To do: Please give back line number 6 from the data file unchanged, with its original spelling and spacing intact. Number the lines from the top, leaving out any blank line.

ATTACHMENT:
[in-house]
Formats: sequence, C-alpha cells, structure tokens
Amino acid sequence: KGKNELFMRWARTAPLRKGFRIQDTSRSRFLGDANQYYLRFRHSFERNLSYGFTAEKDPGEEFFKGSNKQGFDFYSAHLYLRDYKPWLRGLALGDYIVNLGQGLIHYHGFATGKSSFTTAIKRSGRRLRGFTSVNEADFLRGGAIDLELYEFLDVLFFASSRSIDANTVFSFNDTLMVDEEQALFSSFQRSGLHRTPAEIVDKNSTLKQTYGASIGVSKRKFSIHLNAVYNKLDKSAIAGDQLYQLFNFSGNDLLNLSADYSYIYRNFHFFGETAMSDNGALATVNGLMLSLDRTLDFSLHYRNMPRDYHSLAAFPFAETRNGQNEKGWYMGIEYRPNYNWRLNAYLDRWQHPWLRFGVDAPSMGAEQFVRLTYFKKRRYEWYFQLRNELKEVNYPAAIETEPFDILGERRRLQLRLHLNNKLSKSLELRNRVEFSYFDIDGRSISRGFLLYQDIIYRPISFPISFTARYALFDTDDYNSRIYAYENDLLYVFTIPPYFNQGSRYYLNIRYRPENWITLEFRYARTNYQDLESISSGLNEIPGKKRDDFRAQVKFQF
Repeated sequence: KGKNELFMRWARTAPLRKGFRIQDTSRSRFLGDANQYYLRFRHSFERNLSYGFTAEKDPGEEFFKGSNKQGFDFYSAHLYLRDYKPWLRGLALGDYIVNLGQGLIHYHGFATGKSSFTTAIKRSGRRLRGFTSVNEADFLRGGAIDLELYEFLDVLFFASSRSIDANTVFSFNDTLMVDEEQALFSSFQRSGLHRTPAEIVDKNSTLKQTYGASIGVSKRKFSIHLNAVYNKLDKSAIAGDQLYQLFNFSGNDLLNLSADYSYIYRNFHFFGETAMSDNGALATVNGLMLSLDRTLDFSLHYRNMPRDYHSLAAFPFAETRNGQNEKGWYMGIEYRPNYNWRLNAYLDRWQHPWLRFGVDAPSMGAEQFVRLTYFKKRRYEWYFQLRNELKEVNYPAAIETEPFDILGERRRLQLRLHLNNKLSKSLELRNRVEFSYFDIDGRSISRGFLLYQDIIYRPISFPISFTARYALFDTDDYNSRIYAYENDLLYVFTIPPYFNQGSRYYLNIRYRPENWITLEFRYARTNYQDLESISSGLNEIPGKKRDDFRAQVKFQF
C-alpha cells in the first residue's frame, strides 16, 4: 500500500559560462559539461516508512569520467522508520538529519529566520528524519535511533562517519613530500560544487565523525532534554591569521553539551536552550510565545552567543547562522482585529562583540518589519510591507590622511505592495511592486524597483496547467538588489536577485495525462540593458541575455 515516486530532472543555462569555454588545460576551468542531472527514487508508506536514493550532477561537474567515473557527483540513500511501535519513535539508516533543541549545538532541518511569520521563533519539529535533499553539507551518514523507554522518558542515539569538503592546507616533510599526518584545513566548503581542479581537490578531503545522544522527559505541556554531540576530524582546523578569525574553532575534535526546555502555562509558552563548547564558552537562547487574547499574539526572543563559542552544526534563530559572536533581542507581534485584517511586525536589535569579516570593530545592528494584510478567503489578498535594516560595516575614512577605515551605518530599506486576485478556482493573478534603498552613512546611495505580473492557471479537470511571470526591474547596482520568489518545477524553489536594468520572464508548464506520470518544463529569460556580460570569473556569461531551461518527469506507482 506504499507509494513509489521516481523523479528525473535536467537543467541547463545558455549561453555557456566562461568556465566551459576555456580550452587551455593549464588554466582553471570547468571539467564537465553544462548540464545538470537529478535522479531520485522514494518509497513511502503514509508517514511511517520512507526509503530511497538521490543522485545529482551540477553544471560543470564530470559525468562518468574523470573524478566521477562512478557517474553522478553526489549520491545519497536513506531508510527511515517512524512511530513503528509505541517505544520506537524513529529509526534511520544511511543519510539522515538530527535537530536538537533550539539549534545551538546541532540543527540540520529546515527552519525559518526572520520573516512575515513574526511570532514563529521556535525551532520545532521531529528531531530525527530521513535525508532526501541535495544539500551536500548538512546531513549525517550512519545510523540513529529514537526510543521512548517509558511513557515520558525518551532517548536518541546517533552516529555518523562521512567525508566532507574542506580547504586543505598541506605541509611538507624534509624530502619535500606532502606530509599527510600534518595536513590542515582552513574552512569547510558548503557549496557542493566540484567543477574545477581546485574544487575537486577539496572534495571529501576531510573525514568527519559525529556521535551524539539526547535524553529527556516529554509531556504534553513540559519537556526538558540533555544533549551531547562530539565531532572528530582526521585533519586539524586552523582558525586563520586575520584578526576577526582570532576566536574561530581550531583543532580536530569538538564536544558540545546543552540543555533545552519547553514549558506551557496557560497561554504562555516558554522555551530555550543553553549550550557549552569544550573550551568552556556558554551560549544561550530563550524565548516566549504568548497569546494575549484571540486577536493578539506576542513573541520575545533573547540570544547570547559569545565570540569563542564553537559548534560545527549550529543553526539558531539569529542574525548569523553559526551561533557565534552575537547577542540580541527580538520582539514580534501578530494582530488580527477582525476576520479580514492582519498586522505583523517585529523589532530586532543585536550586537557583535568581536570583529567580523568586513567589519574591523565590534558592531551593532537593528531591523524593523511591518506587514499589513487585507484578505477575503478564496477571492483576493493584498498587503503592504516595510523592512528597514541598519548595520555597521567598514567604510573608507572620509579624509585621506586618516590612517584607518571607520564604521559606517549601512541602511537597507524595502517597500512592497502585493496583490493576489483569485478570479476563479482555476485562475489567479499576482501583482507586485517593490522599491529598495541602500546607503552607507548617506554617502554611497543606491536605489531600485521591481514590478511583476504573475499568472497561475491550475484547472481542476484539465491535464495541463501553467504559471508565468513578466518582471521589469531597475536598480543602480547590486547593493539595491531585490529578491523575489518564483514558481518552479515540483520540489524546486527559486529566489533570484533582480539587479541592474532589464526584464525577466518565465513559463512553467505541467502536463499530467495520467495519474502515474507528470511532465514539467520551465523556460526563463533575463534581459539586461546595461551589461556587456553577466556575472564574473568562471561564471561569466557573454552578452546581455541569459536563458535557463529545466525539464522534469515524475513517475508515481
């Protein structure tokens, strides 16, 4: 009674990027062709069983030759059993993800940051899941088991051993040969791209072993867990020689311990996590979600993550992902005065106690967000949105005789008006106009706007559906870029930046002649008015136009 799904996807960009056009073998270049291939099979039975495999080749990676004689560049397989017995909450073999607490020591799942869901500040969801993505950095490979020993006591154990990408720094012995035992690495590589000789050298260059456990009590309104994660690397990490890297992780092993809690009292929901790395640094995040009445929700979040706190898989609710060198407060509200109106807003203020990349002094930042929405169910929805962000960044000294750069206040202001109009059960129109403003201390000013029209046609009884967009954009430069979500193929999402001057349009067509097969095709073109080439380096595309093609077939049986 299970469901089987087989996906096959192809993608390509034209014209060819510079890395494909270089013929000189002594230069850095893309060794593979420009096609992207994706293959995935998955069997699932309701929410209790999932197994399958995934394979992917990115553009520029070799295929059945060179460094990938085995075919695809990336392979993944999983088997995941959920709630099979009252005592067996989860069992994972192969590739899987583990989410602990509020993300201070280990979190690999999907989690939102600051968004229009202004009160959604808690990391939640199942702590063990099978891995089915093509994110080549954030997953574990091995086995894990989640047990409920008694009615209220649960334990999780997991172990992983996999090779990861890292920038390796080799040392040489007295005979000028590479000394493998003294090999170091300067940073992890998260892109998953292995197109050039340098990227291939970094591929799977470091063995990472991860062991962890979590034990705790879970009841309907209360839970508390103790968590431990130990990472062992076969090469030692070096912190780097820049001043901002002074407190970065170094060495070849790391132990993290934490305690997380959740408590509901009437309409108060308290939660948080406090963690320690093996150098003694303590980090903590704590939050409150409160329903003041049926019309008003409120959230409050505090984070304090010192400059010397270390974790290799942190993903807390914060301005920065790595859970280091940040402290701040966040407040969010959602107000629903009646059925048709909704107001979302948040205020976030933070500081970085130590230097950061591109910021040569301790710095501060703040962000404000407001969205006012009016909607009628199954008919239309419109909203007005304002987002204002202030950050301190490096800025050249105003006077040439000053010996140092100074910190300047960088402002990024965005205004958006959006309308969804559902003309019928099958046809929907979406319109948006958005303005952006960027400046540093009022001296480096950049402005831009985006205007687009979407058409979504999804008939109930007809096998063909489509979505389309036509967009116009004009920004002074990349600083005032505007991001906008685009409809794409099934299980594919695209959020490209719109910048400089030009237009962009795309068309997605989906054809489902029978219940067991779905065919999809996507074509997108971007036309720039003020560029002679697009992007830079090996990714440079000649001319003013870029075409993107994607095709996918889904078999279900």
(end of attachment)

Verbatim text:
């Protein structure tokens, strides 16, 4: 009674990027062709069983030759059993993800940051899941088991051993040969791209072993867990020689311990996590979600993550992902005065106690967000949105005789008006106009706007559906870029930046002649008015136009 799904996807960009056009073998270049291939099979039975495999080749990676004689560049397989017995909450073999607490020591799942869901500040969801993505950095490979020993006591154990990408720094012995035992690495590589000789050298260059456990009590309104994660690397990490890297992780092993809690009292929901790395640094995040009445929700979040706190898989609710060198407060509200109106807003203020990349002094930042929405169910929805962000960044000294750069206040202001109009059960129109403003201390000013029209046609009884967009954009430069979500193929999402001057349009067509097969095709073109080439380096595309093609077939049986 299970469901089987087989996906096959192809993608390509034209014209060819510079890395494909270089013929000189002594230069850095893309060794593979420009096609992207994706293959995935998955069997699932309701929410209790999932197994399958995934394979992917990115553009520029070799295929059945060179460094990938085995075919695809990336392979993944999983088997995941959920709630099979009252005592067996989860069992994972192969590739899987583990989410602990509020993300201070280990979190690999999907989690939102600051968004229009202004009160959604808690990391939640199942702590063990099978891995089915093509994110080549954030997953574990091995086995894990989640047990409920008694009615209220649960334990999780997991172990992983996999090779990861890292920038390796080799040392040489007295005979000028590479000394493998003294090999170091300067940073992890998260892109998953292995197109050039340098990227291939970094591929799977470091063995990472991860062991962890979590034990705790879970009841309907209360839970508390103790968590431990130990990472062992076969090469030692070096912190780097820049001043901002002074407190970065170094060495070849790391132990993290934490305690997380959740408590509901009437309409108060308290939660948080406090963690320690093996150098003694303590980090903590704590939050409150409160329903003041049926019309008003409120959230409050505090984070304090010192400059010397270390974790290799942190993903807390914060301005920065790595859970280091940040402290701040966040407040969010959602107000629903009646059925048709909704107001979302948040205020976030933070500081970085130590230097950061591109910021040569301790710095501060703040962000404000407001969205006012009016909607009628199954008919239309419109909203007005304002987002204002202030950050301190490096800025050249105003006077040439000053010996140092100074910190300047960088402002990024965005205004958006959006309308969804559902003309019928099958046809929907979406319109948006958005303005952006960027400046540093009022001296480096950049402005831009985006205007687009979407058409979504999804008939109930007809096998063909489509979505389309036509967009116009004009920004002074990349600083005032505007991001906008685009409809794409099934299980594919695209959020490209719109910048400089030009237009962009795309068309997605989906054809489902029978219940067991779905065919999809996507074509997108971007036309720039003020560029002679697009992007830079090996990714440079000649001319003013870029075409993107994607095709996918889904078999279900």